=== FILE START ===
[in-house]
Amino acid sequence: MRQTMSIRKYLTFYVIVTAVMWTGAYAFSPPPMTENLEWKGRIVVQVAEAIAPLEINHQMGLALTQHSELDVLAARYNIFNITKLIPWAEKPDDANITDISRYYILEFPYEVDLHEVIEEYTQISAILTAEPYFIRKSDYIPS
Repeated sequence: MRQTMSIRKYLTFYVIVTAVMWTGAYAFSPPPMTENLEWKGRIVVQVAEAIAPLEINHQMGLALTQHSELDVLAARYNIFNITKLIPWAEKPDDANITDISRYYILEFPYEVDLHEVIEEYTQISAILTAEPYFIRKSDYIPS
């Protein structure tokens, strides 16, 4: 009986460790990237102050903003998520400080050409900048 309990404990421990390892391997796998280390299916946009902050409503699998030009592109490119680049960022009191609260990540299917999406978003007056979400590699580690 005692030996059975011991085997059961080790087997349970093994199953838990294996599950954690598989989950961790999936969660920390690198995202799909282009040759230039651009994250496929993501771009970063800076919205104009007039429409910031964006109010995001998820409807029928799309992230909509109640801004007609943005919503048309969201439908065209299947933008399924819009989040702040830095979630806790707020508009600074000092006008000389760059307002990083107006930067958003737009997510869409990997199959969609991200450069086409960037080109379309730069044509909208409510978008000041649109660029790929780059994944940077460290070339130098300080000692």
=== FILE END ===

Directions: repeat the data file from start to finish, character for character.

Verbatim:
[in-house]
Amino acid sequence: MRQTMSIRKYLTFYVIVTAVMWTGAYAFSPPPMTENLEWKGRIVVQVAEAIAPLEINHQMGLALTQHSELDVLAARYNIFNITKLIPWAEKPDDANITDISRYYILEFPYEVDLHEVIEEYTQISAILTAEPYFIRKSDYIPS
Repeated sequence: MRQTMSIRKYLTFYVIVTAVMWTGAYAFSPPPMTENLEWKGRIVVQVAEAIAPLEINHQMGLALTQHSELDVLAARYNIFNITKLIPWAEKPDDANITDISRYYILEFPYEVDLHEVIEEYTQISAILTAEPYFIRKSDYIPS
């Protein structure tokens, strides 16, 4: 009986460790990237102050903003998520400080050409900048 309990404990421990390892391997796998280390299916946009902050409503699998030009592109490119680049960022009191609260990540299917999406978003007056979400590699580690 005692030996059975011991085997059961080790087997349970093994199953838990294996599950954690598989989950961790999936969660920390690198995202799909282009040759230039651009994250496929993501771009970063800076919205104009007039429409910031964006109010995001998820409807029928799309992230909509109640801004007609943005919503048309969201439908065209299947933008399924819009989040702040830095979630806790707020508009600074000092006008000389760059307002990083107006930067958003737009997510869409990997199959969609991200450069086409960037080109379309730069044509909208409510978008000041649109660029790929780059994944940077460290070339130098300080000692």